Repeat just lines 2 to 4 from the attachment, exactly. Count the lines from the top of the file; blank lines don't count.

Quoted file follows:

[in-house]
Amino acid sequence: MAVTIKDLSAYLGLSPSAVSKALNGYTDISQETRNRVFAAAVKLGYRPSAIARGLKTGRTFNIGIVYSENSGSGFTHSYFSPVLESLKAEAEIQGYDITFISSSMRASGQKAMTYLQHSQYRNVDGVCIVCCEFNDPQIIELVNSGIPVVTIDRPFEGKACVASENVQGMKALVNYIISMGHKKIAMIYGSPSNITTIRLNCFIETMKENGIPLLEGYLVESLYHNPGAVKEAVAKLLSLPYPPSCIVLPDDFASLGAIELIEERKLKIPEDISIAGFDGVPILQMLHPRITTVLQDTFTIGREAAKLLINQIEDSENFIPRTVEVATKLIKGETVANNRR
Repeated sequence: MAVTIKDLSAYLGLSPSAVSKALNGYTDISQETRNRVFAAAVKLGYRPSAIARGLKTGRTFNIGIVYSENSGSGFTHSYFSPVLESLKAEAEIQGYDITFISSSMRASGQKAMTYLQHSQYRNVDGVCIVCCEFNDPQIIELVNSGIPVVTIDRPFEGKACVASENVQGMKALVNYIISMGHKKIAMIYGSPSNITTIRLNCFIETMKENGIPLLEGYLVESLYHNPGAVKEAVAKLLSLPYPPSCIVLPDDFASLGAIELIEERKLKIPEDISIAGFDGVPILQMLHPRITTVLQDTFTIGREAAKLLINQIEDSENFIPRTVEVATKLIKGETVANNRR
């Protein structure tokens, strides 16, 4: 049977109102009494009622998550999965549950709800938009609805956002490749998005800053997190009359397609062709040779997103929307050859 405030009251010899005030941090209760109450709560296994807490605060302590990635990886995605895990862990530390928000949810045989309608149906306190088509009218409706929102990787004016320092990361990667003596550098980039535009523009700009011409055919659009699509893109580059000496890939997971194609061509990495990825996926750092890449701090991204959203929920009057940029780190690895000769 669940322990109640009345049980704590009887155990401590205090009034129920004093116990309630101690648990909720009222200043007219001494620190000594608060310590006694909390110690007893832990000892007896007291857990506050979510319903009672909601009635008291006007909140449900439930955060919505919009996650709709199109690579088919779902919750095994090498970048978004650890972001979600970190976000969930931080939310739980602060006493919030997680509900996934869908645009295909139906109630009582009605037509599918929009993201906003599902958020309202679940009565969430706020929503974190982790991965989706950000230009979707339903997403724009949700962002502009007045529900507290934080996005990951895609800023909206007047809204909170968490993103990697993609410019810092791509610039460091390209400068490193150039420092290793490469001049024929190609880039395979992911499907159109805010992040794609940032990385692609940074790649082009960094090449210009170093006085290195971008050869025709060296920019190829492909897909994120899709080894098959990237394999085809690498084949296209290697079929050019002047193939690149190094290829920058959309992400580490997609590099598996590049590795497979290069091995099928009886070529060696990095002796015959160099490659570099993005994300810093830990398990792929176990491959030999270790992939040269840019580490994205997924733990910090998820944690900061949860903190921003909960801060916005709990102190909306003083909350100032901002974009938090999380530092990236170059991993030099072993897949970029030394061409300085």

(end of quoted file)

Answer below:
Amino acid sequence: MAVTIKDLSAYLGLSPSAVSKALNGYTDISQETRNRVFAAAVKLGYRPSAIARGLKTGRTFNIGIVYSENSGSGFTHSYFSPVLESLKAEAEIQGYDITFISSSMRASGQKAMTYLQHSQYRNVDGVCIVCCEFNDPQIIELVNSGIPVVTIDRPFEGKACVASENVQGMKALVNYIISMGHKKIAMIYGSPSNITTIRLNCFIETMKENGIPLLEGYLVESLYHNPGAVKEAVAKLLSLPYPPSCIVLPDDFASLGAIELIEERKLKIPEDISIAGFDGVPILQMLHPRITTVLQDTFTIGREAAKLLINQIEDSENFIPRTVEVATKLIKGETVANNRR
Repeated sequence: MAVTIKDLSAYLGLSPSAVSKALNGYTDISQETRNRVFAAAVKLGYRPSAIARGLKTGRTFNIGIVYSENSGSGFTHSYFSPVLESLKAEAEIQGYDITFISSSMRASGQKAMTYLQHSQYRNVDGVCIVCCEFNDPQIIELVNSGIPVVTIDRPFEGKACVASENVQGMKALVNYIISMGHKKIAMIYGSPSNITTIRLNCFIETMKENGIPLLEGYLVESLYHNPGAVKEAVAKLLSLPYPPSCIVLPDDFASLGAIELIEERKLKIPEDISIAGFDGVPILQMLHPRITTVLQDTFTIGREAAKLLINQIEDSENFIPRTVEVATKLIKGETVANNRR
């Protein structure tokens, strides 16, 4: 049977109102009494009622998550999965549950709800938009609805956002490749998005800053997190009359397609062709040779997103929307050859 405030009251010899005030941090209760109450709560296994807490605060302590990635990886995605895990862990530390928000949810045989309608149906306190088509009218409706929102990787004016320092990361990667003596550098980039535009523009700009011409055919659009699509893109580059000496890939997971194609061509990495990825996926750092890449701090991204959203929920009057940029780190690895000769 669940322990109640009345049980704590009887155990401590205090009034129920004093116990309630101690648990909720009222200043007219001494620190000594608060310590006694909390110690007893832990000892007896007291857990506050979510319903009672909601009635008291006007909140449900439930955060919505919009996650709709199109690579088919779902919750095994090498970048978004650890972001979600970190976000969930931080939310739980602060006493919030997680509900996934869908645009295909139906109630009582009605037509599918929009993201906003599902958020309202679940009565969430706020929503974190982790991965989706950000230009979707339903997403724009949700962002502009007045529900507290934080996005990951895609800023909206007047809204909170968490993103990697993609410019810092791509610039460091390209400068490193150039420092290793490469001049024929190609880039395979992911499907159109805010992040794609940032990385692609940074790649082009960094090449210009170093006085290195971008050869025709060296920019190829492909897909994120899709080894098959990237394999085809690498084949296209290697079929050019002047193939690149190094290829920058959309992400580490997609590099598996590049590795497979290069091995099928009886070529060696990095002796015959160099490659570099993005994300810093830990398990792929176990491959030999270790992939040269840019580490994205997924733990910090998820944690900061949860903190921003909960801060916005709990102190909306003083909350100032901002974009938090999380530092990236170059991993030099072993897949970029030394061409300085």